Group Created with Sketch.
Volume 24 No. 112
  • Created with Sketch.
  • Created with Sketch.
  • Created with Sketch.


          MLB Acting Commissioner Bud Selig met the press
     yesterday in Cleveland and "expressed optimism" that the low
     TV ratings for the '97 World Series would improve and
     "indicated that the game's leaders will intensify their
     efforts to quicken the pace of play," according to Mark
     Maske of the WASHINGTON POST.  Selig, on the TV ratings:
     "The problem with ratings is, everything is down.  Every
     week I look at football ratings.  Basketball, hockey --
     they're all down.  And (Tuesday) night was pretty good.  We
     don't have any of the big markets in this Series. ... We
     started on a Saturday night, and that's a horrendous
     television night.  NBC has been a huge winner (over the
     other networks) every night" (WASHINGTON POST, 10/23). 
     Selig, after Tuesday's 14-11 Marlins win, which lasted 4
     hours and 12 minutes and ended after 12:30am ET: "Am I
     concerned?  Of course.  But change in this business is very,
     very difficult.  Even when it makes all the sense in the
     world."  More Selig: "That was a game that was terribly
     ugly.  I thought the 'Unfinished Symphony' had a better
     chance of finishing before that game.  I mean, 25 runs and
     the pitchers were still falling behind every hitter.  Ball
     One. Ball Two. Ball Three.  It reminded me of watching my
     own team. ... What drives people crazy is watching pitchers
     circling the mound, waiting for a message from heaven." 
     Selig said he will push for a shortened season which would
     allow the World Series to be played earlier and not face the
     cold temperatures that have hit Cleveland (Ken Daley, DALLAS
     MORNING NEWS, 10/23).  Selig, on moving the World Series to
     a warm-weather site: "I can't fathom that ever happening. 
     The pace of the game is the only thing we can do something
     about, and we'd like to" (WASHINGTON POST, 10/23).  One MLB
     official on moving to a neutral site: "Can you imagine this
     World Series being played in New Orleans or San Diego, where
     there is absolutely no interest in either of these two
     teams?  You wouldn't come close to filling the stadium for a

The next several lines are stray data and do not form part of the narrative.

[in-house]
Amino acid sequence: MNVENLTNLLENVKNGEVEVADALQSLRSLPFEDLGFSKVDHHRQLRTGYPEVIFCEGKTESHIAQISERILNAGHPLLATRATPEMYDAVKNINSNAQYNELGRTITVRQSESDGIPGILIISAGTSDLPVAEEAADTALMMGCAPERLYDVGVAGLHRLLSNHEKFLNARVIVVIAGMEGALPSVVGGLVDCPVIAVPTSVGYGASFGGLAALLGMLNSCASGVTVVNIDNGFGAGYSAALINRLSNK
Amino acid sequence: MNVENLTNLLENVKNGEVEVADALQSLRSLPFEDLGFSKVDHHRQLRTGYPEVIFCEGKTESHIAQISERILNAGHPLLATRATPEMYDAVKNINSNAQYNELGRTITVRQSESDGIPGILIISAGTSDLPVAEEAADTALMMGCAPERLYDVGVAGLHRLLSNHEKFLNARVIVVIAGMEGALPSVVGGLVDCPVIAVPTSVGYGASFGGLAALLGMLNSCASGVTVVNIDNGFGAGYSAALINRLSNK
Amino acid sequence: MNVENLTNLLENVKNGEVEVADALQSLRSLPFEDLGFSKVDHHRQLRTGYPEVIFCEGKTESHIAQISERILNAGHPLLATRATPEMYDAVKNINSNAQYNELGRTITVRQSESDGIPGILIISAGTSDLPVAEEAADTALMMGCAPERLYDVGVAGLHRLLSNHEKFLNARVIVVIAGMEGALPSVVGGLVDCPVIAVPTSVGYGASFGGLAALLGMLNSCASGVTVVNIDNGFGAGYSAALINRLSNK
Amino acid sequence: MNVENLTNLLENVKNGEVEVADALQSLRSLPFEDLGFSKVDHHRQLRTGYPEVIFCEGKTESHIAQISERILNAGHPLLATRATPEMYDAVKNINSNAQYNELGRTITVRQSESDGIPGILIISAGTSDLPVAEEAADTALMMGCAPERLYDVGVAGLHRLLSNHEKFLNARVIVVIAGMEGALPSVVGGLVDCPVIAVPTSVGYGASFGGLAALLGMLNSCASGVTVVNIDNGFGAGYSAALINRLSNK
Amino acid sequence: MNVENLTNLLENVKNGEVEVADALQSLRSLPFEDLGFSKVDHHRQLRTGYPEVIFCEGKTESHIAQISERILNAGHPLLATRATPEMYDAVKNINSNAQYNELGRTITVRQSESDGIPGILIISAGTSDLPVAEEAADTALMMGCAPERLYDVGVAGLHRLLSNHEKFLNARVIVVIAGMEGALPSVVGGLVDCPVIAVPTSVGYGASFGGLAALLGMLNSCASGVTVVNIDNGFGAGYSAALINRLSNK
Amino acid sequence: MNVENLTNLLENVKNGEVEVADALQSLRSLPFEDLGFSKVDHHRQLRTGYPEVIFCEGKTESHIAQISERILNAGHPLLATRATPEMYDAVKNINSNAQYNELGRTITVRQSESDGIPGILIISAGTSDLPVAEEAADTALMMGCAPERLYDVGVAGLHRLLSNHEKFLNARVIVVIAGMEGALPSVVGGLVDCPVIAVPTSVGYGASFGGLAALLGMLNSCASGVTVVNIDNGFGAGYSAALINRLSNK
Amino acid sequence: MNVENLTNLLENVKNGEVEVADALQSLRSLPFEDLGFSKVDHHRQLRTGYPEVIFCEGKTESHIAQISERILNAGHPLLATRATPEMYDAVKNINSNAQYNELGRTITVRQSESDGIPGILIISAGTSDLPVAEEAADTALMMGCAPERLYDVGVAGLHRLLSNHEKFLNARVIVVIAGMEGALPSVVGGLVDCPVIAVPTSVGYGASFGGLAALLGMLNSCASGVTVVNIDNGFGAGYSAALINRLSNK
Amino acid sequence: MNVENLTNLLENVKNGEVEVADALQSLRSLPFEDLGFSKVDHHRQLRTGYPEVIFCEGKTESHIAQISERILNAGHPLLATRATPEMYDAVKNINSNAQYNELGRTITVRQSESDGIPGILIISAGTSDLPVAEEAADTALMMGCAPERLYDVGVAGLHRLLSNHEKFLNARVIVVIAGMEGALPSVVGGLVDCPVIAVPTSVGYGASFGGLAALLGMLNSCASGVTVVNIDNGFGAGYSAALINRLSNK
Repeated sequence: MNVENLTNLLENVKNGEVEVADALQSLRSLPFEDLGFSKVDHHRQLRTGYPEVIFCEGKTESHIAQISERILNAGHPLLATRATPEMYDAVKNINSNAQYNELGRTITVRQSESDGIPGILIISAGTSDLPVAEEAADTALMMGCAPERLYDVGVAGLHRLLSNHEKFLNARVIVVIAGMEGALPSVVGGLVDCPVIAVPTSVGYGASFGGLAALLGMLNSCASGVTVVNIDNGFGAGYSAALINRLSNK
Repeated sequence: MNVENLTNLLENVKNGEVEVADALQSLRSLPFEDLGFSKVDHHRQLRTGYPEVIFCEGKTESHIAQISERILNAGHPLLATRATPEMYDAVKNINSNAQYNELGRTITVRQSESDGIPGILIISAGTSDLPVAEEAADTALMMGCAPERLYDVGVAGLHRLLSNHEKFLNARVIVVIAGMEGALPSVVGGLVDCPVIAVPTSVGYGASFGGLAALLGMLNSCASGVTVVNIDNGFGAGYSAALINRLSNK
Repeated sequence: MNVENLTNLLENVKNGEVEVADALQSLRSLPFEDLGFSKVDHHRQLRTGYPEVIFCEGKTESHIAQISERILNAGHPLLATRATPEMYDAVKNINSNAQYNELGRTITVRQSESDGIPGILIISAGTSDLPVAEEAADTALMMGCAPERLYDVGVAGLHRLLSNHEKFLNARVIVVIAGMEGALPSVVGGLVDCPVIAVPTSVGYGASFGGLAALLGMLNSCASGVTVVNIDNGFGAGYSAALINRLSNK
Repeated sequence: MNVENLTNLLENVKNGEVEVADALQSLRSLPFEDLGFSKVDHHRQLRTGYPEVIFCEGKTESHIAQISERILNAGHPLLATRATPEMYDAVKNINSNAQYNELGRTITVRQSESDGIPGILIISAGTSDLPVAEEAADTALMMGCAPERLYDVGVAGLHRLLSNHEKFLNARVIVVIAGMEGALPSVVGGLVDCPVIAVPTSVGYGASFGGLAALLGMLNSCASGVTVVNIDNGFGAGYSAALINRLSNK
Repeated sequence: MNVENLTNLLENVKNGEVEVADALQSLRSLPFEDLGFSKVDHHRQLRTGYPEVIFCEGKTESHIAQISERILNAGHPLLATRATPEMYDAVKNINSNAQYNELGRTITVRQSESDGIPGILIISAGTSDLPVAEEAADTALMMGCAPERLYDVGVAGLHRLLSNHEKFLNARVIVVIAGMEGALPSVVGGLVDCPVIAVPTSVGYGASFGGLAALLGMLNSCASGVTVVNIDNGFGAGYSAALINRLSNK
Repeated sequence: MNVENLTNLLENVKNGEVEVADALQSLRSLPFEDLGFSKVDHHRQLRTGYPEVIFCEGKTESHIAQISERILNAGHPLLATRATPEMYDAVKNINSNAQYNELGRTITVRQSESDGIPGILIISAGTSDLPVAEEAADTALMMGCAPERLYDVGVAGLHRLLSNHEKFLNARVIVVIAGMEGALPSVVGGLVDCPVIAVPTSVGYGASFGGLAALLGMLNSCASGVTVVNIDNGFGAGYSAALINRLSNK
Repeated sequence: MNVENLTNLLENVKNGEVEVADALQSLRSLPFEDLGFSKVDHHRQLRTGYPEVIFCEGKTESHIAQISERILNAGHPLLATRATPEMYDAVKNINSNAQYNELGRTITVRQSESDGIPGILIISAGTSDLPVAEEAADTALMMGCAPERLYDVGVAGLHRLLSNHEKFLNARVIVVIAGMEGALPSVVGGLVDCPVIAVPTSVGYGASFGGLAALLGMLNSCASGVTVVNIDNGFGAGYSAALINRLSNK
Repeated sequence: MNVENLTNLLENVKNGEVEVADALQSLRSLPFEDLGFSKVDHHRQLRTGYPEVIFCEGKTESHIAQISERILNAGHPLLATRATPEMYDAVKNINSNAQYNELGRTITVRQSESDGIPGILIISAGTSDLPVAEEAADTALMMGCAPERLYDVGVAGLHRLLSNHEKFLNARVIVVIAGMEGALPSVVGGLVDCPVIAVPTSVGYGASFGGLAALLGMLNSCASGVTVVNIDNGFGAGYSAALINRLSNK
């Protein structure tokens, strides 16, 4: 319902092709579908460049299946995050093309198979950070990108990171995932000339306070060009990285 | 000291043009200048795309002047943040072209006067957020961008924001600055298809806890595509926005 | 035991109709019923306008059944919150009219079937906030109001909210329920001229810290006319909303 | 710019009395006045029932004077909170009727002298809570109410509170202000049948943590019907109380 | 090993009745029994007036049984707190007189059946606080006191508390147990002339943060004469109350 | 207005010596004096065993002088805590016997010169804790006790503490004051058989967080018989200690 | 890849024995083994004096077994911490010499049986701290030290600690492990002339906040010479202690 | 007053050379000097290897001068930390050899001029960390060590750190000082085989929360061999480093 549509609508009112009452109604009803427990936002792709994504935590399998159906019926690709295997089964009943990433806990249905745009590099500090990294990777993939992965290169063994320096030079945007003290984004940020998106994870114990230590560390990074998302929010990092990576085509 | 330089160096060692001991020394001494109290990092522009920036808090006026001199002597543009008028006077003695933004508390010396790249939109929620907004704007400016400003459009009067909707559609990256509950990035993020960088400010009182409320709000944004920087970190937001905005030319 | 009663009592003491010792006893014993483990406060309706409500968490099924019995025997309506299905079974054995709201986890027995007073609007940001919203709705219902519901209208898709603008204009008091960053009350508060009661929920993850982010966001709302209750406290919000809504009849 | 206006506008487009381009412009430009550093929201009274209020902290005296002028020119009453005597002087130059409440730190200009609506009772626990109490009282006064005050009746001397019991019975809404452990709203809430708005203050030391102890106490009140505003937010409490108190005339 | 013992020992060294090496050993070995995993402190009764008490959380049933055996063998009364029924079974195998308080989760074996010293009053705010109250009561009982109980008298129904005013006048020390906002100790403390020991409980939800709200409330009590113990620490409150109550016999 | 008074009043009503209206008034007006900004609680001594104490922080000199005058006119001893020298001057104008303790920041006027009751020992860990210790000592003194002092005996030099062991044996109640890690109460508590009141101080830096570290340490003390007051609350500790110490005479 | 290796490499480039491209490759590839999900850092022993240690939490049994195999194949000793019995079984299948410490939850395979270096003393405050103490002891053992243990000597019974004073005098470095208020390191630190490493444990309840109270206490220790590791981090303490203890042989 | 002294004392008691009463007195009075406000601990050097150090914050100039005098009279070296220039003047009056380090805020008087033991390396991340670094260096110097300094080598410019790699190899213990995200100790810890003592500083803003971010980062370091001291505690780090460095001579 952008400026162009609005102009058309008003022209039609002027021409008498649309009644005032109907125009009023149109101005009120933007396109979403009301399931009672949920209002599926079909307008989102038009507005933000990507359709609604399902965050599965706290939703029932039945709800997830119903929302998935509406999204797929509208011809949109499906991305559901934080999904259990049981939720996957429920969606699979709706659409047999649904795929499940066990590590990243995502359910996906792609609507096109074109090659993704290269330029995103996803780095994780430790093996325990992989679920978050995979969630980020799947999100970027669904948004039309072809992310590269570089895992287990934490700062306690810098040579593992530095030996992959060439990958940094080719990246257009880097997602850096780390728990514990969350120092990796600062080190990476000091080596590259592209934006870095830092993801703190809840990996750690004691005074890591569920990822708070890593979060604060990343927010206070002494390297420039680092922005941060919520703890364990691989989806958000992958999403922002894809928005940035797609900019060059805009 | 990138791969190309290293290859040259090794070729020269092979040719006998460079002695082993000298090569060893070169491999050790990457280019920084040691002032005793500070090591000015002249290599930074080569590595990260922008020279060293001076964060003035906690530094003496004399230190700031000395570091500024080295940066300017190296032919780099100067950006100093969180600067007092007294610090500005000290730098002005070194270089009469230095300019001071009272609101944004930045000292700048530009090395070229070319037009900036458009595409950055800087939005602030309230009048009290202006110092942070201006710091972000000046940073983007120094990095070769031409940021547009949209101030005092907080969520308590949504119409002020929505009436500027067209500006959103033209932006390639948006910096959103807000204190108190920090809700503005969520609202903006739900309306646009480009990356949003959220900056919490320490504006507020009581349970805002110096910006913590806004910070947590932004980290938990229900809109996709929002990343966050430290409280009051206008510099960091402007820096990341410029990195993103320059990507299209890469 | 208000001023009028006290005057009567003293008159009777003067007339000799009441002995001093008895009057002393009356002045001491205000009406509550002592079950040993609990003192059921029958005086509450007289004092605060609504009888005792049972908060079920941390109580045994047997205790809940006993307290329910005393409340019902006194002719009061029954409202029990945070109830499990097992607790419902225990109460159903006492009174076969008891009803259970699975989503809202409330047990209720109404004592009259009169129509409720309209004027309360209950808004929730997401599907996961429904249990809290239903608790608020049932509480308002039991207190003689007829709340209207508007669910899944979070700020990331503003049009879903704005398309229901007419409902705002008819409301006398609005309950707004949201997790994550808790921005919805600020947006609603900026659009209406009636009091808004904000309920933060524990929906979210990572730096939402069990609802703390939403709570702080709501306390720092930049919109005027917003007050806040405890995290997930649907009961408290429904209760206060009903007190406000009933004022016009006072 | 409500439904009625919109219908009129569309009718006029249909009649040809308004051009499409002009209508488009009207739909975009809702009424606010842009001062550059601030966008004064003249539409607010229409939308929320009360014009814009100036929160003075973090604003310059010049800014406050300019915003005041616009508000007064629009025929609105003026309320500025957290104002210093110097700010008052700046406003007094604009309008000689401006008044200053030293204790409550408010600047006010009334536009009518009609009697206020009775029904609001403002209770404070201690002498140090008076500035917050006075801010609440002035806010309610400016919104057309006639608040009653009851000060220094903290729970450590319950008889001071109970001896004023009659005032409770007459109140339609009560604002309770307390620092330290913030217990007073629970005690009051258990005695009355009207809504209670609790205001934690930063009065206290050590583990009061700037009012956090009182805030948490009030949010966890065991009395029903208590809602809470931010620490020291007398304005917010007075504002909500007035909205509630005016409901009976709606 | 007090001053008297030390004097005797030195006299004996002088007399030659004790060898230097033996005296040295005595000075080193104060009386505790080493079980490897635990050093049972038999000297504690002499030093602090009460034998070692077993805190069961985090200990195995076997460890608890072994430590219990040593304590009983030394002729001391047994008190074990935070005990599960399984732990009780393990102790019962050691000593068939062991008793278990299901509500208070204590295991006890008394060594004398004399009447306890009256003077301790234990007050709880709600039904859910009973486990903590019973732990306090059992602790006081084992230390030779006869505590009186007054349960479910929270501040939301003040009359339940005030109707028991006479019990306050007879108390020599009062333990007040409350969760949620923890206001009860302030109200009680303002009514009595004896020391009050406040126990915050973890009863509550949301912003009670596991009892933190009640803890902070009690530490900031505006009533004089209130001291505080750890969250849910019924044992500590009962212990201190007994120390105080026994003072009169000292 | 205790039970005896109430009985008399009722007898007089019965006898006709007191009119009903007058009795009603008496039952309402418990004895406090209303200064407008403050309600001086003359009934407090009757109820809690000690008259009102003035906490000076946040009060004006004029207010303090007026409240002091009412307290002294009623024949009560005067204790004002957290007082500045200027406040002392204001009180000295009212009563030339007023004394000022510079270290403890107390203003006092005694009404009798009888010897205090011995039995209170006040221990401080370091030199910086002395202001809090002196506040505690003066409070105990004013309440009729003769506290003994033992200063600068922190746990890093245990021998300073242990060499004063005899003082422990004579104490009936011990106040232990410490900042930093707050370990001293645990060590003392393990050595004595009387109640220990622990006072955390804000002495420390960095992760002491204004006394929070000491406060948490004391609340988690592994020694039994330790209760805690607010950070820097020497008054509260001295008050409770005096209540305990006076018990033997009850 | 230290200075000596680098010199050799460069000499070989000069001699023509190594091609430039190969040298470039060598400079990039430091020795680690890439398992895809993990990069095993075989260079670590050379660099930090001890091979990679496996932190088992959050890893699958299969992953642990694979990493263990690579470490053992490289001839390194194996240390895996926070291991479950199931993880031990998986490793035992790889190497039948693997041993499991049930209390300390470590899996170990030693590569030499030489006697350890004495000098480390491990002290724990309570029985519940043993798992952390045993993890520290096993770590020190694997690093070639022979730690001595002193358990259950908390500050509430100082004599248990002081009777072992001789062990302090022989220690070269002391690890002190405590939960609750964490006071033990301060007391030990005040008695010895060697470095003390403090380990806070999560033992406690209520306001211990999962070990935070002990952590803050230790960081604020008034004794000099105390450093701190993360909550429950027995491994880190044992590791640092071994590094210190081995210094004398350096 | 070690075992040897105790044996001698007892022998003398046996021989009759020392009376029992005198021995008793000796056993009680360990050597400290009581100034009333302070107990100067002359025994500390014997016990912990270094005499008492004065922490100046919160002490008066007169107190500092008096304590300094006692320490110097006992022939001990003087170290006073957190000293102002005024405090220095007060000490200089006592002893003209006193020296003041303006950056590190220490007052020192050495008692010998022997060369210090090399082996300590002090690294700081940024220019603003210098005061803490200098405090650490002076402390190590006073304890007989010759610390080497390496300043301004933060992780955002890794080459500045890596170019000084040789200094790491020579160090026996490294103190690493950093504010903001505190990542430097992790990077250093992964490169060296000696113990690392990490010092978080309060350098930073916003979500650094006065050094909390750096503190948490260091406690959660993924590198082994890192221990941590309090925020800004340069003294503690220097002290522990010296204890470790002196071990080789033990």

week" (Bill Madden, N.Y. DAILY NEWS, 10/23).
          BUD'S LIGHTER SIDE: Selig, asked about the comments
     made by NBC's Don Ohlmeyer on the World Series: "Short of
     shooting him, what do you want me to do?" (Mult., 10/23).
          REAX: In Washington, Mark Maske: "This World Series ...
     hasn't helped baseball's recovery" (WASHINGTON POST, 10/23). 
     In S.F., Tim Keown: "[A]t the moment of peak interest, the
     World Series is bringing everybody down" (S.F. CHRONICLE,
     10/23).  In N.Y., Mike Lupica: "The weather outside is
     frightful.  So is the national pastime" (N.Y. DAILY NEWS,
     10/23).  Header above Tim Sullivan's column in Cincinnati:
     "Classic?  Not by a long shot" (CINCINNATI ENQUIRER, 10/23). 
     In Orange County, Randy Youngman: "Let's face it, baseball
     has become so infuriatingly slow ... that it makes chess
     seem exciting by comparison" (ORANGE COUNTY REGISTER,
     10/22).  In Minnesota, Patrick Reusse: "An exceptional
     Series was needed to avoid embarrassing TV ratings -- to
     slow baseball's slide in popularity" (Minneapolis STAR
     TRIBUNE, 10/23).  In Philadelphia, Jim Salisbury: "Welcome
     to the Winter Classic" (PHILADELPHIA INQUIRER, 10/23).  USA
     TODAY's Hal Bodley notes the "crucial problem" to the TV
     ratings is the Marlins and Indians "are not high-profile
     teams."  He goes on to add that the average time for all '97
     postseason games is 3:13, and 3:26 through the first three
     games of the World Series (USA TODAY, 10/22).  But in
     Providence, Sean McAdam writes that MLB "must deal with the
     weight of expectations.  The World Series has been so
     compelling, so often, that anything less than a classic Fall
     Classic disappoints" (Providence JOURNAL-BULLETIN, 10/23).